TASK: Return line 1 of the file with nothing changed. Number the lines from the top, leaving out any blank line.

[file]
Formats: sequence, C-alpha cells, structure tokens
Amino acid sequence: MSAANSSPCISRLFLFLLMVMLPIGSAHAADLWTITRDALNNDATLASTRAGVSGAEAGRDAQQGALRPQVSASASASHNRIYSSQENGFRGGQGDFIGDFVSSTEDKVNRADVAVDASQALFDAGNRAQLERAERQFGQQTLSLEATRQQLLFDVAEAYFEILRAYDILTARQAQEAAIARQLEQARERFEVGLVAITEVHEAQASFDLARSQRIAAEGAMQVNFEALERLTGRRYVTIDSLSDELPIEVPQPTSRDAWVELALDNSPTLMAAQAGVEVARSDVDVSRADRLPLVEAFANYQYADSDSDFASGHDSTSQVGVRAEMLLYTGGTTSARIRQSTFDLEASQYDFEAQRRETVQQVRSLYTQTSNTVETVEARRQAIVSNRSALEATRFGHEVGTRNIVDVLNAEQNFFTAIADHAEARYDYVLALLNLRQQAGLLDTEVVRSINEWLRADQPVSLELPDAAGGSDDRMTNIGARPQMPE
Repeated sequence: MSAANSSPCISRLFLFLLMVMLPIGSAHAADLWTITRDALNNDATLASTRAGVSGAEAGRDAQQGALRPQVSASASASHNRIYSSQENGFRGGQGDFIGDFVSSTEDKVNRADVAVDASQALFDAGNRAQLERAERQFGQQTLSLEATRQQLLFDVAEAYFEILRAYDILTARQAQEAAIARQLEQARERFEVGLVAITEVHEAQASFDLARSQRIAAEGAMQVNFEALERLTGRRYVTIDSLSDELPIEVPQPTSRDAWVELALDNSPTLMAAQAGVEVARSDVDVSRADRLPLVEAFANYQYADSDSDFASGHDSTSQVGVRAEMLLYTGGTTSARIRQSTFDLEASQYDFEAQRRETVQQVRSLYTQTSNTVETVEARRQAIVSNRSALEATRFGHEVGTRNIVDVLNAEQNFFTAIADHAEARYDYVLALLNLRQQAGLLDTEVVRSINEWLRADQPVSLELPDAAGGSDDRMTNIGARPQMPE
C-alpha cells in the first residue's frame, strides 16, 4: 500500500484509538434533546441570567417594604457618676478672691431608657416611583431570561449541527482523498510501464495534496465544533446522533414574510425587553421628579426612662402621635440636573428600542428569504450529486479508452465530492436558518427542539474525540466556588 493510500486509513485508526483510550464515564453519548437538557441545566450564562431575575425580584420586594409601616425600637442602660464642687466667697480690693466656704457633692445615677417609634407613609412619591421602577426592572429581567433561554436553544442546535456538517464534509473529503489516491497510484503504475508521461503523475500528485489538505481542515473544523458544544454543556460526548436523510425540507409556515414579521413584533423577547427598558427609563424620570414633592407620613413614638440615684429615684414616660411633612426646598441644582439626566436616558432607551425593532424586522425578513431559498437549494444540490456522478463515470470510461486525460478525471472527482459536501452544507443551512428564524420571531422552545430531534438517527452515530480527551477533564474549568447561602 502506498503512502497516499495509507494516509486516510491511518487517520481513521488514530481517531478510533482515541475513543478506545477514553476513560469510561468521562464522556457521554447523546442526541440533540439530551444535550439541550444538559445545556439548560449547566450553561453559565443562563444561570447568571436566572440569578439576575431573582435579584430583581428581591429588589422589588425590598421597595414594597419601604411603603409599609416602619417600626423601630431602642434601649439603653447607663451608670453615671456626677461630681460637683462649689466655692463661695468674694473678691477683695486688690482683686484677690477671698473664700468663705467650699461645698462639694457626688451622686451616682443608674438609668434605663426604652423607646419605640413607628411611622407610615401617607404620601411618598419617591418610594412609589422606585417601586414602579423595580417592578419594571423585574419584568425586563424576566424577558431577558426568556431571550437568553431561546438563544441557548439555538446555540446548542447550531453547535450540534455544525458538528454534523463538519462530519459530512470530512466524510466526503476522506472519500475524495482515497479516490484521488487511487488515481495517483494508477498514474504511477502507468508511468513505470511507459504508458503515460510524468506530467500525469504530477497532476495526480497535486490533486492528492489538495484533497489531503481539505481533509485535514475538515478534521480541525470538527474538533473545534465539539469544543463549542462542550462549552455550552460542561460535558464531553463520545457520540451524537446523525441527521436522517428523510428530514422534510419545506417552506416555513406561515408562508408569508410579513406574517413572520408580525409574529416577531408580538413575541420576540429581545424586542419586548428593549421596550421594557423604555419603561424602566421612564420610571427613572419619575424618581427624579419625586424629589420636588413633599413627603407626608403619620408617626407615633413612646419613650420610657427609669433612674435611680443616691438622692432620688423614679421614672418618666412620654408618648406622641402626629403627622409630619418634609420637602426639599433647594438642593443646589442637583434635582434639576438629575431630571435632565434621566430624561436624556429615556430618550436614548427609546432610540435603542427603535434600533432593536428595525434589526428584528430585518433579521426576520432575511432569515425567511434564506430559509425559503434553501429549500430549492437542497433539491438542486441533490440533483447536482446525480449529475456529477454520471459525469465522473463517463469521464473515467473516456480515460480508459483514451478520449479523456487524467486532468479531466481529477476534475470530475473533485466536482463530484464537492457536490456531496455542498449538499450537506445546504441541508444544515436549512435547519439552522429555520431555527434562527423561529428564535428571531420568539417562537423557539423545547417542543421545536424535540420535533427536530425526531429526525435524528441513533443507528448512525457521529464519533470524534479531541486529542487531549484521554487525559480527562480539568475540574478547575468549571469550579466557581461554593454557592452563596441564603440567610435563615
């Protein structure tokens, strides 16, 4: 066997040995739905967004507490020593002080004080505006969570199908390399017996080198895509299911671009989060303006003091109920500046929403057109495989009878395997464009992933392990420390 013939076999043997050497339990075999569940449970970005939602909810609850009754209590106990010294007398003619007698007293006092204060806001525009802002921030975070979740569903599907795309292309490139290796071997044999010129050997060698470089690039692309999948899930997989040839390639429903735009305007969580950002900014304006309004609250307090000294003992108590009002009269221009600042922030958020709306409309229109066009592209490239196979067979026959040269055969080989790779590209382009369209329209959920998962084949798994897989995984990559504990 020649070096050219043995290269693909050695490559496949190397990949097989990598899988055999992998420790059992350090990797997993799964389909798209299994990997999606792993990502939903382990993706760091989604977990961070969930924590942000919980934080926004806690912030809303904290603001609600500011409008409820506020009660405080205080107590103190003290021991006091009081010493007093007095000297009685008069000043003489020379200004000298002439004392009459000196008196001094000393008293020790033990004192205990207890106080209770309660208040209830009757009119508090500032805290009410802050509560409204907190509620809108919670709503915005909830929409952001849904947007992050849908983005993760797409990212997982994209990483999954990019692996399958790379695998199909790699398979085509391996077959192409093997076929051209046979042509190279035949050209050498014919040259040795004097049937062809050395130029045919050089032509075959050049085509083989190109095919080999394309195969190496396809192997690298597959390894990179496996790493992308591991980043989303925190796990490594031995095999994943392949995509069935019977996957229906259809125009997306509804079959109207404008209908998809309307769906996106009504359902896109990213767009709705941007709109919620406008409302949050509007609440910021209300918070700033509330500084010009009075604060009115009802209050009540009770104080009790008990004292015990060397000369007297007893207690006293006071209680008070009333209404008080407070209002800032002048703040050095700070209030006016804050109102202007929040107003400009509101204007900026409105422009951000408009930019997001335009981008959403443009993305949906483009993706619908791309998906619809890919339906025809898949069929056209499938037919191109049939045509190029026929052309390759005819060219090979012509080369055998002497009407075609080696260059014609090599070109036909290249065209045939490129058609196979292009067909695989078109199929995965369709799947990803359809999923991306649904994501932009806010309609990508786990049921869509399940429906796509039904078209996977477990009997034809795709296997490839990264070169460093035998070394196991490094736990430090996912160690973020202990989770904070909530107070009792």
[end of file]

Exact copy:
Formats: sequence, C-alpha cells, structure tokens